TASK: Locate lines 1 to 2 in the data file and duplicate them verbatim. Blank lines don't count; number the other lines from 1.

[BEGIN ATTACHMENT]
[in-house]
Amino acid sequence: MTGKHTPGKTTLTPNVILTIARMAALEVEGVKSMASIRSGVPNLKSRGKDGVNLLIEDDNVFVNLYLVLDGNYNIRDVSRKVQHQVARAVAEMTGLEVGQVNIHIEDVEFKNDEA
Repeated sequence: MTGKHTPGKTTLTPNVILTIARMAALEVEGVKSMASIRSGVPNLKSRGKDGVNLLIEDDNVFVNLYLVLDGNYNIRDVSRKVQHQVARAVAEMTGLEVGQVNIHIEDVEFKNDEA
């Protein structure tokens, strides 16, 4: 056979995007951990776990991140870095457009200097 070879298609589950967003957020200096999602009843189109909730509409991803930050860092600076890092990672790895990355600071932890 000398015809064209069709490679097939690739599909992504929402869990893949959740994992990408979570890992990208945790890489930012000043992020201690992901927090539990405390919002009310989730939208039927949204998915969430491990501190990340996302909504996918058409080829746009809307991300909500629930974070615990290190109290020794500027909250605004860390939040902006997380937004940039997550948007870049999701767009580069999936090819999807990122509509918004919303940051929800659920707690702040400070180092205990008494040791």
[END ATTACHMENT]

[in-house]
Amino acid sequence: MTGKHTPGKTTLTPNVILTIARMAALEVEGVKSMASIRSGVPNLKSRGKDGVNLLIEDDNVFVNLYLVLDGNYNIRDVSRKVQHQVARAVAEMTGLEVGQVNIHIEDVEFKNDEA